Most North Korean refugees and defectors live in South Korea. In the past decade, however, a growing number have sought to move beyond the Korean peninsula, resettling instead in North America, Europe, and other locations around the world. This presentation examines the factors that have contributed to the emergence of this new, global North Korean diaspora, arguing that contestation over conceptions of citizenship at both the level of the individual and the level of government policy have shaped the migration and resettlement of North Korean defectors and refugees. These changes in resettlement patterns, in turn, have significant implications not only for the human security of individuals and families from North Korea, but for global policy toward the DPRK.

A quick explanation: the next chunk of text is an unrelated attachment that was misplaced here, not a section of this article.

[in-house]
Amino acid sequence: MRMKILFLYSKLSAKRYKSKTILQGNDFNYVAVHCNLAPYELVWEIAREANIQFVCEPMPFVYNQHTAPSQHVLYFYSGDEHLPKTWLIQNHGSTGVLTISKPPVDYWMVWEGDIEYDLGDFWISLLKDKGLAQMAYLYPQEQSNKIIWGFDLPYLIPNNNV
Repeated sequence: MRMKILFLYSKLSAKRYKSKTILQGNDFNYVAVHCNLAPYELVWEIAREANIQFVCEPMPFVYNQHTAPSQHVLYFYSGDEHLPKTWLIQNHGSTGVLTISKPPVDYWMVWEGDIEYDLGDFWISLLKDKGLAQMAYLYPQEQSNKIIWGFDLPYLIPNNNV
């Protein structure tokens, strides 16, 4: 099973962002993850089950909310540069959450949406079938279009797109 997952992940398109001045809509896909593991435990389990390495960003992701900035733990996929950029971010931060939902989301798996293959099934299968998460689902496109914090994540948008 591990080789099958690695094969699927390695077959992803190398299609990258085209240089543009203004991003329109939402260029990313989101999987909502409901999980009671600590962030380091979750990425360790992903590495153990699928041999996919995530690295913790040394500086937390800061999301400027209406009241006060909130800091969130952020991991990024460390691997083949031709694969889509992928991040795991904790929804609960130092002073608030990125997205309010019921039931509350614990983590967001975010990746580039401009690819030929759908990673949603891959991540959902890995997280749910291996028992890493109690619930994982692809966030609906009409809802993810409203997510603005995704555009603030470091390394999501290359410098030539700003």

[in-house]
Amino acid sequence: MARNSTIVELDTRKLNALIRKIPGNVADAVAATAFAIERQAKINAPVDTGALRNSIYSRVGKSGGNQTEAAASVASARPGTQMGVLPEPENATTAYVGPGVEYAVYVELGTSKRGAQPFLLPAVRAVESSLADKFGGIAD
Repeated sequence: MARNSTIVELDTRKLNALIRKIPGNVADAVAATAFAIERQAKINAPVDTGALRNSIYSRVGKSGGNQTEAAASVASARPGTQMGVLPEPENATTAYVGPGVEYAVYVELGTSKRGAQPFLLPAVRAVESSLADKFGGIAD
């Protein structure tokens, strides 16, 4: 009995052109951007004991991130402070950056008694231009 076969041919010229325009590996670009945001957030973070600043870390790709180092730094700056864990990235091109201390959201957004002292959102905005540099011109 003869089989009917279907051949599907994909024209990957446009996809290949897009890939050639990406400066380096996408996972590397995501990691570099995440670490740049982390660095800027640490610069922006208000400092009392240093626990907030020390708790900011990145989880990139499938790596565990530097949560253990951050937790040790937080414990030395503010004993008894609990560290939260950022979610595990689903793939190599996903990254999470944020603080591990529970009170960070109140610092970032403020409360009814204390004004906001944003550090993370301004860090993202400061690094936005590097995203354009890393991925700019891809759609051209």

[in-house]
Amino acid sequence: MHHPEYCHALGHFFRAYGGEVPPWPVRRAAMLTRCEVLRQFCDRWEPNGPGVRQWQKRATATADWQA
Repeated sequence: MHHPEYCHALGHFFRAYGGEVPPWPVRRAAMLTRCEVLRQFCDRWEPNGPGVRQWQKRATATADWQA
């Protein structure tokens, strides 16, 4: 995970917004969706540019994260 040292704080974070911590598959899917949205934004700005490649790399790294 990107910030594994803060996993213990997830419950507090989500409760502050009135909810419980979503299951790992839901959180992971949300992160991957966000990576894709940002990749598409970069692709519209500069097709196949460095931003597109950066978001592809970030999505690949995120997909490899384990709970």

Sheena Chestnut Greitens is an assistant professor in the Department of Political Science at the University of Missouri. Her research focuses on East Asia, security, and the politics of democracy and dictatorship. Her first book, Dictators and Their Secret Police (Cambridge 2016) won the Best Book Award from the International Studies Association and several other awards. She is currently working on a second book about the migration and resettlement of North Korean defectors and refugees. Greitens holds a Ph.D from Harvard University; an M.Phil from Oxford University, where she studied as a Marshall Scholar; and a B.A. from Stanford University.
This event is free and open to the public. Refreshments will be served.
Originally published at asia.nd.edu.